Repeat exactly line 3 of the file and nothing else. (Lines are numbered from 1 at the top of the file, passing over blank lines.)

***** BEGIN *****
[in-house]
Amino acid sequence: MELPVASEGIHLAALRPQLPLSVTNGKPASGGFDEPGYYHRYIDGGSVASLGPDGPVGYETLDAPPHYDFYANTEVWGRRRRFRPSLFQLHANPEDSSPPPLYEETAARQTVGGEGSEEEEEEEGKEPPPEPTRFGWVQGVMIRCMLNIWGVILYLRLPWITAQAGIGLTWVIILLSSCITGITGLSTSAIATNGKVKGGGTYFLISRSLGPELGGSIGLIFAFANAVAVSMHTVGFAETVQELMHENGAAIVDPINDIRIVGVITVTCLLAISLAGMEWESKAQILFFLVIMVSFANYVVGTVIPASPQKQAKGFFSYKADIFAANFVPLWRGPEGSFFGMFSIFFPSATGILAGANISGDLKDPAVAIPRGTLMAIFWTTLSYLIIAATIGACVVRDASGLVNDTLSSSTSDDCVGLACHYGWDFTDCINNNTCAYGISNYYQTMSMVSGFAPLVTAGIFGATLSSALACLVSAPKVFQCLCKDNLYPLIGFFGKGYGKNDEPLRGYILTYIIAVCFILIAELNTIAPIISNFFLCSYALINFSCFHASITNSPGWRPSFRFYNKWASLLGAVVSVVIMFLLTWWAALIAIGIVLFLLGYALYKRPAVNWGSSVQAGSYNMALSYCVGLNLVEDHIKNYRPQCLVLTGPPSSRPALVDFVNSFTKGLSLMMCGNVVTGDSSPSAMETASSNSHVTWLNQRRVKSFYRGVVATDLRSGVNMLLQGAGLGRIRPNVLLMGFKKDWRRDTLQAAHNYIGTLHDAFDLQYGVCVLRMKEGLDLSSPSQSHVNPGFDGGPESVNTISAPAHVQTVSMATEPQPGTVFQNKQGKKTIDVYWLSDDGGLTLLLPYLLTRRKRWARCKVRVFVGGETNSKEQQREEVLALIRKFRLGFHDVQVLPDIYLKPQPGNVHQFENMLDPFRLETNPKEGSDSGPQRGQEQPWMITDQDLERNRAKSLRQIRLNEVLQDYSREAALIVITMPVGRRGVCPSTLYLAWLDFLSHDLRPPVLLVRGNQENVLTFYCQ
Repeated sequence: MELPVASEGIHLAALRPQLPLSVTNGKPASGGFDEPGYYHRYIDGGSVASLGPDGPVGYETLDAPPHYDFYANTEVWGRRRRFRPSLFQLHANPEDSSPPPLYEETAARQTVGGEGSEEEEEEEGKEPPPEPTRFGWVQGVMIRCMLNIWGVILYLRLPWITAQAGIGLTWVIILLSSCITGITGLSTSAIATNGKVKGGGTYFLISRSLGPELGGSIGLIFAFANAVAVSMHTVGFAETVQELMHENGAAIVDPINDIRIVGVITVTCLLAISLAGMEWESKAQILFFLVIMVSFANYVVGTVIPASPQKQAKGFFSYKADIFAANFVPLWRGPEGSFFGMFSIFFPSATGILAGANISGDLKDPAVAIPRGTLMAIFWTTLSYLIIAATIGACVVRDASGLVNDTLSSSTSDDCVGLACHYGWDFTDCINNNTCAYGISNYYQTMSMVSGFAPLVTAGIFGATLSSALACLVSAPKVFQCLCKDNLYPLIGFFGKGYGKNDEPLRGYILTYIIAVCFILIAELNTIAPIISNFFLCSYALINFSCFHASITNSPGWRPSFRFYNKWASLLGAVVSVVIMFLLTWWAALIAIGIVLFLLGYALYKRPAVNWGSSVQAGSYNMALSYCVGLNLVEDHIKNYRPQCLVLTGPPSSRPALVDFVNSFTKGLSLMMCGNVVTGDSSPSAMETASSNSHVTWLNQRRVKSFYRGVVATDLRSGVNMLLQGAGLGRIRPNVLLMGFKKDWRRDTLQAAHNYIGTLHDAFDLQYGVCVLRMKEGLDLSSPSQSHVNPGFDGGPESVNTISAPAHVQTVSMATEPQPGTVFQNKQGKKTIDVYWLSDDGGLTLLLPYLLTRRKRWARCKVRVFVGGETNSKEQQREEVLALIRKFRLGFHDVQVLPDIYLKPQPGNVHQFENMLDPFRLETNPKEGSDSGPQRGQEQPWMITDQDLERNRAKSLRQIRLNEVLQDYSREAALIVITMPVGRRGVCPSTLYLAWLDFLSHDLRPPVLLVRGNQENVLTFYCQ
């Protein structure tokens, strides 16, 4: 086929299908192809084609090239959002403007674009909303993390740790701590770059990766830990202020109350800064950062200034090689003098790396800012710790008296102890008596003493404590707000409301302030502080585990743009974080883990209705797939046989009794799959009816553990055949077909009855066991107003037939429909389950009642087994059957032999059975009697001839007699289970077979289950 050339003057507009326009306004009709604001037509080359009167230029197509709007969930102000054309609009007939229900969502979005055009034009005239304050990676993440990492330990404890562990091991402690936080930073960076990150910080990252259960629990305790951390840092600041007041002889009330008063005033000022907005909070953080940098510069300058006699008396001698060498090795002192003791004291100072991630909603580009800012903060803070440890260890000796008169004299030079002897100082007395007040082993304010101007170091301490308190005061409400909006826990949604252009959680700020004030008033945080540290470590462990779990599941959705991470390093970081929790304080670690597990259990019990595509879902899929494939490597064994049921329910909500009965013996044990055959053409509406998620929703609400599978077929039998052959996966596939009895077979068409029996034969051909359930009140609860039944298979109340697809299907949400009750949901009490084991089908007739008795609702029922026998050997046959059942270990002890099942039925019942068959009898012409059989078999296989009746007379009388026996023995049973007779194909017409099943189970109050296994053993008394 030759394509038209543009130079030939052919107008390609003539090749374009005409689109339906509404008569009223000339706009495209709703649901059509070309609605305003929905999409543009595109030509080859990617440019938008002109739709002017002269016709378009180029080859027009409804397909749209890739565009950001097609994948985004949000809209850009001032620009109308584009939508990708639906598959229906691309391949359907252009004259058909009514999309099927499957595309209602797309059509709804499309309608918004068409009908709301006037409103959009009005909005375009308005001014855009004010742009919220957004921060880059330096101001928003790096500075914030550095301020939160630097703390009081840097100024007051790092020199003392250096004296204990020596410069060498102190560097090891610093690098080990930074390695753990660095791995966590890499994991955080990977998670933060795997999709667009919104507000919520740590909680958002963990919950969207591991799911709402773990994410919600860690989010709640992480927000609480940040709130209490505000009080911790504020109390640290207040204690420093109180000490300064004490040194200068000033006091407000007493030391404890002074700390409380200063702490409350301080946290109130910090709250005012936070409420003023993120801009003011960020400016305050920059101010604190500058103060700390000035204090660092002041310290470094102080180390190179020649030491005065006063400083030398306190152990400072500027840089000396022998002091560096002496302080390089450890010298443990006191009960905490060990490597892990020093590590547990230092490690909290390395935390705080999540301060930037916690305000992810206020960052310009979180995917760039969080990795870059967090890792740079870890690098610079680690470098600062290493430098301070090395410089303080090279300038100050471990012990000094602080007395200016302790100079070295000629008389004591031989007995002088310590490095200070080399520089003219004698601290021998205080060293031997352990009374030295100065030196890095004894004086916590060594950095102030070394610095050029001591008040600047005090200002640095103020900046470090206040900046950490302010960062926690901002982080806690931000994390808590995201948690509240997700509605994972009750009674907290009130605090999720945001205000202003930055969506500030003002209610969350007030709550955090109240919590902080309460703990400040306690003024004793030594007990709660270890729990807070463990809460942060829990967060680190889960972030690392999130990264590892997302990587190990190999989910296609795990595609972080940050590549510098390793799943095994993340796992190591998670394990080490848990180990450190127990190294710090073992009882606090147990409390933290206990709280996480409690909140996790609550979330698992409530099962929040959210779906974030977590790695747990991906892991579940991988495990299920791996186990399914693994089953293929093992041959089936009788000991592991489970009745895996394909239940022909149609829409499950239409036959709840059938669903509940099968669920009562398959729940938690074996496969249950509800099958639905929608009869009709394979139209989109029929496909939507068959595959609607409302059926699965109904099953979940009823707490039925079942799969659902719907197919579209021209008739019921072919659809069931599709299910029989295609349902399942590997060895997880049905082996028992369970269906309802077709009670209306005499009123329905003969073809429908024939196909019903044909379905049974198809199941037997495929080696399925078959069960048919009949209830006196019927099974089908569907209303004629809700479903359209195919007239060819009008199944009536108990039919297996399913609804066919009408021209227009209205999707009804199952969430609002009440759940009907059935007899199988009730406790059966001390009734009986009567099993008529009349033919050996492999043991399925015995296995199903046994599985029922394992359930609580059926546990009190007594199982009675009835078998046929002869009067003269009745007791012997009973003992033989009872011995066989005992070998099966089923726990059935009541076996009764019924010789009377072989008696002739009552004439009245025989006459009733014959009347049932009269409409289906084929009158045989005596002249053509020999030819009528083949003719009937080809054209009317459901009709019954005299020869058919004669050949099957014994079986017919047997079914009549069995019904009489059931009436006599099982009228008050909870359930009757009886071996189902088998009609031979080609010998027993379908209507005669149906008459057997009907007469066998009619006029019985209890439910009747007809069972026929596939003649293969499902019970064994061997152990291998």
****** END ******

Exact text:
Repeated sequence: MELPVASEGIHLAALRPQLPLSVTNGKPASGGFDEPGYYHRYIDGGSVASLGPDGPVGYETLDAPPHYDFYANTEVWGRRRRFRPSLFQLHANPEDSSPPPLYEETAARQTVGGEGSEEEEEEEGKEPPPEPTRFGWVQGVMIRCMLNIWGVILYLRLPWITAQAGIGLTWVIILLSSCITGITGLSTSAIATNGKVKGGGTYFLISRSLGPELGGSIGLIFAFANAVAVSMHTVGFAETVQELMHENGAAIVDPINDIRIVGVITVTCLLAISLAGMEWESKAQILFFLVIMVSFANYVVGTVIPASPQKQAKGFFSYKADIFAANFVPLWRGPEGSFFGMFSIFFPSATGILAGANISGDLKDPAVAIPRGTLMAIFWTTLSYLIIAATIGACVVRDASGLVNDTLSSSTSDDCVGLACHYGWDFTDCINNNTCAYGISNYYQTMSMVSGFAPLVTAGIFGATLSSALACLVSAPKVFQCLCKDNLYPLIGFFGKGYGKNDEPLRGYILTYIIAVCFILIAELNTIAPIISNFFLCSYALINFSCFHASITNSPGWRPSFRFYNKWASLLGAVVSVVIMFLLTWWAALIAIGIVLFLLGYALYKRPAVNWGSSVQAGSYNMALSYCVGLNLVEDHIKNYRPQCLVLTGPPSSRPALVDFVNSFTKGLSLMMCGNVVTGDSSPSAMETASSNSHVTWLNQRRVKSFYRGVVATDLRSGVNMLLQGAGLGRIRPNVLLMGFKKDWRRDTLQAAHNYIGTLHDAFDLQYGVCVLRMKEGLDLSSPSQSHVNPGFDGGPESVNTISAPAHVQTVSMATEPQPGTVFQNKQGKKTIDVYWLSDDGGLTLLLPYLLTRRKRWARCKVRVFVGGETNSKEQQREEVLALIRKFRLGFHDVQVLPDIYLKPQPGNVHQFENMLDPFRLETNPKEGSDSGPQRGQEQPWMITDQDLERNRAKSLRQIRLNEVLQDYSREAALIVITMPVGRRGVCPSTLYLAWLDFLSHDLRPPVLLVRGNQENVLTFYCQ